What Causes Imposter Syndrome?
Imposter syndrome is said to be triggered by factors such as:
Success And Visibility
Ironically, success can also contribute to feelings of imposter syndrome. Individuals who achieve a high level of success or visibility might feel like they have to keep proving themselves worthy of the status or even feel they don’t deserve their achievements.
This leads to anxiety, self-doubt, and even depression, which can be challenging to overcome.
Family dynamics or childhood experiences play a significant role in the development of impostor syndrome. Kids who constantly receive criticism from their parents might feel pressure to succeed or be paralyzed by failure.
Those continuously compared to their “better performing or better behaving” siblings might be riddled with self-doubt or obsessively compare themselves to others.
Sometimes, feelings of inadequacy can also result from pre-existing mental health conditions, emotional regulation issues, or general low self-esteem.
Stereotypes And Discrimination
Yes. Stereotypes also cause imposter s. People from marginalized groups such as women (they’re more likely to than men), people of color, and members of the LGBTQ+ community might experience imposter syndrome symptoms due to lack of representation, systems of oppression, and stereotypes.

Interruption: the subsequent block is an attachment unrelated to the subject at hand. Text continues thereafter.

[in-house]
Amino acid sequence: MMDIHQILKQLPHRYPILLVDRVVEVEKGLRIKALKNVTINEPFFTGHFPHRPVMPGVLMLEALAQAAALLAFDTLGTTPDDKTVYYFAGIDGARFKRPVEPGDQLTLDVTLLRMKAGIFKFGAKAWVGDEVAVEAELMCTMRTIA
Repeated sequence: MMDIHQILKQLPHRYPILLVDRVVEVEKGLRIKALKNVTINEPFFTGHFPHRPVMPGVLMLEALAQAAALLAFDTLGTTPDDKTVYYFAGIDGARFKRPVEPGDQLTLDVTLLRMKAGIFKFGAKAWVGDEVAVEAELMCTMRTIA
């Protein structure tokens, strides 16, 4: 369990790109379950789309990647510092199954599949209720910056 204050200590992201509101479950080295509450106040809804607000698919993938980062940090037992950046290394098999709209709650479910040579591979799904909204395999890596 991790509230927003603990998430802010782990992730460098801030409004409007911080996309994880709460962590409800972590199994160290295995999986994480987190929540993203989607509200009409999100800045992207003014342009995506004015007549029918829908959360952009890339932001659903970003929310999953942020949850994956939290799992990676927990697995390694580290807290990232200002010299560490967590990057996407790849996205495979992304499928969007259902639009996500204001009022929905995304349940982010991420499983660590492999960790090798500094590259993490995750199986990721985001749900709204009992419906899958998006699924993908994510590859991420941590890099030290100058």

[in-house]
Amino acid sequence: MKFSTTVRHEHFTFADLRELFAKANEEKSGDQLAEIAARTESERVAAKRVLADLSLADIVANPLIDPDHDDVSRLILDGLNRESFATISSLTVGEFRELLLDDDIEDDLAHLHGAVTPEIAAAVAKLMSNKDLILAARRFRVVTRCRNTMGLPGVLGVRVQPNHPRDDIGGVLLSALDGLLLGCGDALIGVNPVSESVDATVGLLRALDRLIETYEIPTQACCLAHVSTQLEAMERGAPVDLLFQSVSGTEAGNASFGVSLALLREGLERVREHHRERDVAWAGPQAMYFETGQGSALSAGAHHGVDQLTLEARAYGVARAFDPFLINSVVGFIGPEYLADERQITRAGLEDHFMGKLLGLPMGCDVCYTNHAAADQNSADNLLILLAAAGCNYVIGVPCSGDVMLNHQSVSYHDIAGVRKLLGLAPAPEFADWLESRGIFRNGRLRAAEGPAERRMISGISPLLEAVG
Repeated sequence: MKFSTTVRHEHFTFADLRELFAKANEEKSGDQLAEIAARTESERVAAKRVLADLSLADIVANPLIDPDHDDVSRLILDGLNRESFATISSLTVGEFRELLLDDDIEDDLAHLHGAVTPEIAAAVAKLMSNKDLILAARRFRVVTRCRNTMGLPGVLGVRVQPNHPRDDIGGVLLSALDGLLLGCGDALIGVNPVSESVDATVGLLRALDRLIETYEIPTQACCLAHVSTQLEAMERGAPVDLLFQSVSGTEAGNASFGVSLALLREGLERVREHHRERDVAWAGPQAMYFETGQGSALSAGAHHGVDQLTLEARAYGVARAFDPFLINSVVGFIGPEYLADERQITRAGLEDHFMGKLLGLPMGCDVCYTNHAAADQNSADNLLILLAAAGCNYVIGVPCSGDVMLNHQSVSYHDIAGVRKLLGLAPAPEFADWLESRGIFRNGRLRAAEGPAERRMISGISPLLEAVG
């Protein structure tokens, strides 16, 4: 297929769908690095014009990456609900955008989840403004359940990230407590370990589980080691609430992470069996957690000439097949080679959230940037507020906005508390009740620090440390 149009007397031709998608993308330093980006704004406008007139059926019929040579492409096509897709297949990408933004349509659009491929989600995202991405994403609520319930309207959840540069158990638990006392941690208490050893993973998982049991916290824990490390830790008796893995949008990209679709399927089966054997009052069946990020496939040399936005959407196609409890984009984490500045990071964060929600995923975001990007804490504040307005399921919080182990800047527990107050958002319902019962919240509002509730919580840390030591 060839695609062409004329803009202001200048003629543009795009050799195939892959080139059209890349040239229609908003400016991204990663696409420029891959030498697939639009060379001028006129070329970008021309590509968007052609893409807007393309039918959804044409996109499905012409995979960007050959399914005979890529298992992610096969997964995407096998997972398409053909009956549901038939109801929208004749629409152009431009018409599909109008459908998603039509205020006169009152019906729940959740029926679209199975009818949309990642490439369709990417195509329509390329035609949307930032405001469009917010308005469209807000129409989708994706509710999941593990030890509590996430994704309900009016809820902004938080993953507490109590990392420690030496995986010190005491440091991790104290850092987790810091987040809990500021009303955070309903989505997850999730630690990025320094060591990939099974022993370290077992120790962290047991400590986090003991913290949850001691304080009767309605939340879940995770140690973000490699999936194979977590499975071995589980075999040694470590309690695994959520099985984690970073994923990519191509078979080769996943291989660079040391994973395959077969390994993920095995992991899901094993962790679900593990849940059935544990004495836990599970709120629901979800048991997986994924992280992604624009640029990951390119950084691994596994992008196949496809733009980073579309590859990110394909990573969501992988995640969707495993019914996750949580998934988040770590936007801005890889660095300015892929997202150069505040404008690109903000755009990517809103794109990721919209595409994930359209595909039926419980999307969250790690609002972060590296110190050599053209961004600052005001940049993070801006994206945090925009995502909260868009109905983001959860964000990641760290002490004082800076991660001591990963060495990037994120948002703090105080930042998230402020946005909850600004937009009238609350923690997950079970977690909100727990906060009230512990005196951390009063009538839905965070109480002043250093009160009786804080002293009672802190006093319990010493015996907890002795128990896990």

They might feel inadequate, doubtful of their accomplishments and abilities, and thus work harder to prove themselves.
Society has us in an “-est” type of mindset.
We admire the prettiest, the wealthiest, the fastest, the smartest, etc. We reward, praise, and favor the first, the best, and the most. So, when you don’t achieve “the best status” or aren’t recognized as “the first in something,” you start putting yourself down. You assume there’s something wrong with you, and the feelings of doubt take over your life.
Society has also programmed us to measure our success worth by the number of dollars, Instagram likes, awards and mentions, and views on YouTube we get. We kill ourselves in the pursuit of leaving a legacy as an “est,” which triggers imposter syndrome and a myriad of other mental health issues.
Symptoms/Indicators Of Imposter Syndrome
Impostor syndrome manifests itself in various ways, including: